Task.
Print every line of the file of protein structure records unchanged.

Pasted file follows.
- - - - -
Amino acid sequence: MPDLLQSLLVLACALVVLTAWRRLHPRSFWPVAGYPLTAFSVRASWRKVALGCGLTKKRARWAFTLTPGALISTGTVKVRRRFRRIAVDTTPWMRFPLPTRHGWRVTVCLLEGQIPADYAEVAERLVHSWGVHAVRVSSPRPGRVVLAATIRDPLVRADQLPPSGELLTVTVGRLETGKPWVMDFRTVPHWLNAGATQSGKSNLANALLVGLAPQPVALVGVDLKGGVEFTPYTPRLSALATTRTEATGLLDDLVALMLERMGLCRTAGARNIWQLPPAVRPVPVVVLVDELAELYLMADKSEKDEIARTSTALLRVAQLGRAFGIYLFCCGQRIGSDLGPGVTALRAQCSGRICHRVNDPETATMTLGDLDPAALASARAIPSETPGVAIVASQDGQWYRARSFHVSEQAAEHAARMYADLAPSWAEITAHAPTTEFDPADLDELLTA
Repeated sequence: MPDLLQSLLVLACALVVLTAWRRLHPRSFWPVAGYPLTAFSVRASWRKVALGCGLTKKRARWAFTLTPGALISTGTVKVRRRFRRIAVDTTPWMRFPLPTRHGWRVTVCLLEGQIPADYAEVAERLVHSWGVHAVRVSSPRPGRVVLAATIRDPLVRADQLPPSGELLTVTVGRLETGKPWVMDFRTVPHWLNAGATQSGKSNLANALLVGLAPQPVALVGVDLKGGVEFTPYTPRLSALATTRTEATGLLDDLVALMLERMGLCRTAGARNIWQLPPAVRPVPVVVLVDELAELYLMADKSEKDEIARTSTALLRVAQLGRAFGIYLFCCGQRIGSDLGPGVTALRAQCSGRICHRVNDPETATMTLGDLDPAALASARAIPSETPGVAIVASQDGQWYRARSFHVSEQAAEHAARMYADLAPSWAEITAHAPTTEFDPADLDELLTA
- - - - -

Amino acid sequence: MPDLLQSLLVLACALVVLTAWRRLHPRSFWPVAGYPLTAFSVRASWRKVALGCGLTKKRARWAFTLTPGALISTGTVKVRRRFRRIAVDTTPWMRFPLPTRHGWRVTVCLLEGQIPADYAEVAERLVHSWGVHAVRVSSPRPGRVVLAATIRDPLVRADQLPPSGELLTVTVGRLETGKPWVMDFRTVPHWLNAGATQSGKSNLANALLVGLAPQPVALVGVDLKGGVEFTPYTPRLSALATTRTEATGLLDDLVALMLERMGLCRTAGARNIWQLPPAVRPVPVVVLVDELAELYLMADKSEKDEIARTSTALLRVAQLGRAFGIYLFCCGQRIGSDLGPGVTALRAQCSGRICHRVNDPETATMTLGDLDPAALASARAIPSETPGVAIVASQDGQWYRARSFHVSEQAAEHAARMYADLAPSWAEITAHAPTTEFDPADLDELLTA
Repeated sequence: MPDLLQSLLVLACALVVLTAWRRLHPRSFWPVAGYPLTAFSVRASWRKVALGCGLTKKRARWAFTLTPGALISTGTVKVRRRFRRIAVDTTPWMRFPLPTRHGWRVTVCLLEGQIPADYAEVAERLVHSWGVHAVRVSSPRPGRVVLAATIRDPLVRADQLPPSGELLTVTVGRLETGKPWVMDFRTVPHWLNAGATQSGKSNLANALLVGLAPQPVALVGVDLKGGVEFTPYTPRLSALATTRTEATGLLDDLVALMLERMGLCRTAGARNIWQLPPAVRPVPVVVLVDELAELYLMADKSEKDEIARTSTALLRVAQLGRAFGIYLFCCGQRIGSDLGPGVTALRAQCSGRICHRVNDPETATMTLGDLDPAALASARAIPSETPGVAIVASQDGQWYRARSFHVSEQAAEHAARMYADLAPSWAEITAHAPTTEFDPADLDELLTA